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Campaign Category: Deforestation

November 1, 2021

In the 26th Conference of Parties (COP) where all world leaders were present in one place, in Glasgow, they discussed and agreed to reduce the rate of deforestation by 2030. In line with that, in the context of Indonesia, the largest deforestation was contributed by land-use change. Most of it is designated for oil palm plantations. Various efforts need to be harmonized, one of which is the extension of the Palm Oil Moratorium.

September 19, 2021

Palm oil moratorium policy will expire in the coming hours. But till now, there is no official statement from the government. So far this moratorium policy is yet to
show a significant progress to to improve the governance in the palm oil sector in Indonesia. The Palm Oil Moratorium Coalition consists of many CSOs who have concerns on the palm oil governance in Indonesia and argue that the palm oil moratorium should be extended as well as strengthened in many aspects.

September 4, 2018

Reading Time: 3 Minutes

Our latest joint report with the Independent Forest Monitoring Network in Indonesia (aka JPIK) reveals systematic and extensive encroachment into forests as well as illegal logging in Sebangau National Park

February 17, 2005

Reading Time: 2 Minutes

A report on how the rampant smuggling of illegal timber from Indonesia to China is a billion dollar trade threatening the last remaining intact tropical forests in the Asia-Pacific region. Asia has already lost 95 per cent of its frontier forests and most of what remains is confined to the Indonesian archipelago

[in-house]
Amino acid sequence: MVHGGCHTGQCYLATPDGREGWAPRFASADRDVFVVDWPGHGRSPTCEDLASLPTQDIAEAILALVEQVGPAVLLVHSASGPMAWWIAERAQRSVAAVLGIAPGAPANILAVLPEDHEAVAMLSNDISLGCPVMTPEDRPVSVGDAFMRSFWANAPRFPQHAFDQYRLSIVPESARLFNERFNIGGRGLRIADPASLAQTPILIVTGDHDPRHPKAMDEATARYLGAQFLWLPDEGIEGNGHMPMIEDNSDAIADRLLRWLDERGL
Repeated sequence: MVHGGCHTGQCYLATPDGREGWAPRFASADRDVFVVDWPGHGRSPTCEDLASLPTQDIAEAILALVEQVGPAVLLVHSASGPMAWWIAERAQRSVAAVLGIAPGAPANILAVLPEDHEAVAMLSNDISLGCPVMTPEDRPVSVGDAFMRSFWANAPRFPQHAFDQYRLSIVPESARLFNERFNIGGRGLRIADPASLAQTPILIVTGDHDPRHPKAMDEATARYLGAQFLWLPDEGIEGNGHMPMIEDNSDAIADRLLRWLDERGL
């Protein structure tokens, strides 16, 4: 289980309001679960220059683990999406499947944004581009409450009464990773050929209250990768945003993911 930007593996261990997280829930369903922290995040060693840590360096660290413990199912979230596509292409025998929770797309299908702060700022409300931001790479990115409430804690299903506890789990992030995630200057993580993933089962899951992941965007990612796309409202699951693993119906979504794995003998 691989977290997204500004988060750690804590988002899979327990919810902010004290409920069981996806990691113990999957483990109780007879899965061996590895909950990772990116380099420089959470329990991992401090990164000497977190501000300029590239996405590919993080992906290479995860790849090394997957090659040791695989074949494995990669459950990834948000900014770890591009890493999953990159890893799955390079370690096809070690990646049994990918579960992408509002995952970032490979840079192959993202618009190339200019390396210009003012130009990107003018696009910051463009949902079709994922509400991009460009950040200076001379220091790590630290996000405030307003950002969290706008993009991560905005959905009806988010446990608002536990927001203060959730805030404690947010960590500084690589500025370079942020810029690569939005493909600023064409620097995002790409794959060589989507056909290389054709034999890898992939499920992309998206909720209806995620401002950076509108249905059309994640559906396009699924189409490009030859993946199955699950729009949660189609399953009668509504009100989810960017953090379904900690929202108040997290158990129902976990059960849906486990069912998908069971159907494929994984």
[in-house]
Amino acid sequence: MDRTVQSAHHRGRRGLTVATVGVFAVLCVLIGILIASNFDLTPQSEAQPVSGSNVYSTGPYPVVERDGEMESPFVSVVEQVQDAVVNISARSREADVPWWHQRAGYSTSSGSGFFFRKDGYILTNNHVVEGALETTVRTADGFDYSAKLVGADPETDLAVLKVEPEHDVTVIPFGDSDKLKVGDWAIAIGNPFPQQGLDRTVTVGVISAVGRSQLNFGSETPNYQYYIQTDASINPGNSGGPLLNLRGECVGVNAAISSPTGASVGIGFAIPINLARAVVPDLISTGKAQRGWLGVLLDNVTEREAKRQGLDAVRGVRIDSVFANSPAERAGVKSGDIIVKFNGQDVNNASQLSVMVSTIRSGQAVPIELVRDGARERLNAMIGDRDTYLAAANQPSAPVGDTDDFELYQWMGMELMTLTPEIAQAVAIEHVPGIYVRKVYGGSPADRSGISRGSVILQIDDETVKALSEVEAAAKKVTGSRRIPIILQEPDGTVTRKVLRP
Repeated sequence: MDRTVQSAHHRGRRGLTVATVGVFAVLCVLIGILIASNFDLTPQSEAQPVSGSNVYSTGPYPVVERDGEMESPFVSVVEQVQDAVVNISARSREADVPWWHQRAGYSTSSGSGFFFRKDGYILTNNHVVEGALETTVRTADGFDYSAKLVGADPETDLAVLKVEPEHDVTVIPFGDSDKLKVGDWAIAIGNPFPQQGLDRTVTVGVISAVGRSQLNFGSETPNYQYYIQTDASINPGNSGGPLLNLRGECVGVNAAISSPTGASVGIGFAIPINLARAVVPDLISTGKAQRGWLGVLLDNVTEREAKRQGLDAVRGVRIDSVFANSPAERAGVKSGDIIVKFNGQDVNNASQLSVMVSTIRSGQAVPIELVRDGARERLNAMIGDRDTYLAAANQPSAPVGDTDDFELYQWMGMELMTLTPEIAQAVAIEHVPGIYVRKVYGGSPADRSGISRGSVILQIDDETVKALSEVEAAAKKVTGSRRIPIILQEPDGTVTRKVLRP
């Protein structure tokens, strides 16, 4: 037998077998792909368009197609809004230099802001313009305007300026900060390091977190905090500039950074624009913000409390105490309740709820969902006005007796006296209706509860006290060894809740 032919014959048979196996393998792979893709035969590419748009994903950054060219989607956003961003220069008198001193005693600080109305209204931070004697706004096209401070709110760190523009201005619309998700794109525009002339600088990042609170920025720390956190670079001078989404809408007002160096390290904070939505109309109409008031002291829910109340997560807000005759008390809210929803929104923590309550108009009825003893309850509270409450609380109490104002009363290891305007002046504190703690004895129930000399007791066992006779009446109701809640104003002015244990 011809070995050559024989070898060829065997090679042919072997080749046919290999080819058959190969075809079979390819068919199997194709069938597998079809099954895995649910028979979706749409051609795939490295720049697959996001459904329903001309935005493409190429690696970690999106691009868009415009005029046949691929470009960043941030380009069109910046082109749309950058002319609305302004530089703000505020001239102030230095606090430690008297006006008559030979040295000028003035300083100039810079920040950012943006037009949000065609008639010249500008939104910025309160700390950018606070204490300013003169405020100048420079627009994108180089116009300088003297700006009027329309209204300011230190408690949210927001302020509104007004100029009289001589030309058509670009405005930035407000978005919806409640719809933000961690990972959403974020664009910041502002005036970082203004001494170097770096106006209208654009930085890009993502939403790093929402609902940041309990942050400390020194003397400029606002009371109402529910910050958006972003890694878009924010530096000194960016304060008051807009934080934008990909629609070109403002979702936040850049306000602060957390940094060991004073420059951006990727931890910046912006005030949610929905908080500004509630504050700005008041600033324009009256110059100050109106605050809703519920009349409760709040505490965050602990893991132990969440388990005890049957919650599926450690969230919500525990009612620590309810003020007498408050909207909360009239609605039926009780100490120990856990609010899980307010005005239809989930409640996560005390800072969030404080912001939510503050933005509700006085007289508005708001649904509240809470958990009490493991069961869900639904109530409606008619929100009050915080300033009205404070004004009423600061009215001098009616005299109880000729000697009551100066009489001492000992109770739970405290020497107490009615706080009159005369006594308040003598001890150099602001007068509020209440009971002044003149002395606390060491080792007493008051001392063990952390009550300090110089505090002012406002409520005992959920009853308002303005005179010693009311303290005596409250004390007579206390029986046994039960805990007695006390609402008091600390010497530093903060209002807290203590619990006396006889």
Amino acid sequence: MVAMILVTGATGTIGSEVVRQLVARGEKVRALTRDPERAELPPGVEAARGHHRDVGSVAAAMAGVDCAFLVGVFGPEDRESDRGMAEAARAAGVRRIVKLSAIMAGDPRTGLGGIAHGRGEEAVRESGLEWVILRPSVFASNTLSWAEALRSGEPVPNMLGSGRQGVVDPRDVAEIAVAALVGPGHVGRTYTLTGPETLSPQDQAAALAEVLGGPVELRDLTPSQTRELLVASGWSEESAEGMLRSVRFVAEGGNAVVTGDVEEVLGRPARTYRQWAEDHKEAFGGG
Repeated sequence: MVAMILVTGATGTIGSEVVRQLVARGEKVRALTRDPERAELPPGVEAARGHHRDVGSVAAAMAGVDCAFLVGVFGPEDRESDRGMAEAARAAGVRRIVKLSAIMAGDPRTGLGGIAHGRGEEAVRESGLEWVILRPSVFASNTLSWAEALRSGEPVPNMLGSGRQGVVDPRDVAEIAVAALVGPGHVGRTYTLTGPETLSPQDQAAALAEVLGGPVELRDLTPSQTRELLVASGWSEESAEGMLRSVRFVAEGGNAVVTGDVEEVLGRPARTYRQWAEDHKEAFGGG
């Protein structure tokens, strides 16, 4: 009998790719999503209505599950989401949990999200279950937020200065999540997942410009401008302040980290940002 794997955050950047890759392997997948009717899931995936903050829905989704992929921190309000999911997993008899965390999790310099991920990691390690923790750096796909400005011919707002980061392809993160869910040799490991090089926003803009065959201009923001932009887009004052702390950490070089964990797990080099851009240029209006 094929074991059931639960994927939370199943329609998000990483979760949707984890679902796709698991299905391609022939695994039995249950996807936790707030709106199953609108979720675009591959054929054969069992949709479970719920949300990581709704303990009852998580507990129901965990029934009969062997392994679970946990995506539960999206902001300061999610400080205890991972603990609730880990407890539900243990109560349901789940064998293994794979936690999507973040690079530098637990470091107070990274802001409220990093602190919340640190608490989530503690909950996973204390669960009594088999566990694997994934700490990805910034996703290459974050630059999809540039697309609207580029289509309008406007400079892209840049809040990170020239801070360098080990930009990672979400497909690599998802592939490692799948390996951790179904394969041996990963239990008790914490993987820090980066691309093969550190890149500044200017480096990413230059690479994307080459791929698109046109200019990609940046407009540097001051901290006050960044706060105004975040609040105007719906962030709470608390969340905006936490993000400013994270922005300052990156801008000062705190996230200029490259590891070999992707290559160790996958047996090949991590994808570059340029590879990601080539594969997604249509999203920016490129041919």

September 1, 2001

Reading Time: 2 Minutes

How Malaysia and Singapore are reaping a profit from the illegal destruction of Indonesia’s tropical forests. How Malaysia and Singapore are reaping a profit from the illegal destruction of Indonesia’s tropical forestsIndonesia’s forests are being wiped out by timber thieves. Much of this illegally logged wood is smuggled abroad. New evidence obtained by the Environmental Investigation Agency (EIA) and Telapak exposes how Malaysia and Singapore continue to launder illegally logged Indonesian wood, including endangered species, on to world markets. Despite public commitments and international treaty obligations these two neighbouring states continue to profit at the expense of Indonesia’s rapidly diminishing forests.Malaysia is by far the largest exporter of tropical timber in the world. The country is also home to a billion dollar wood furniture export industry. Singapore has no forests of its own, but is nevertheless home to a large timber industry, based on processing and re-shipping.
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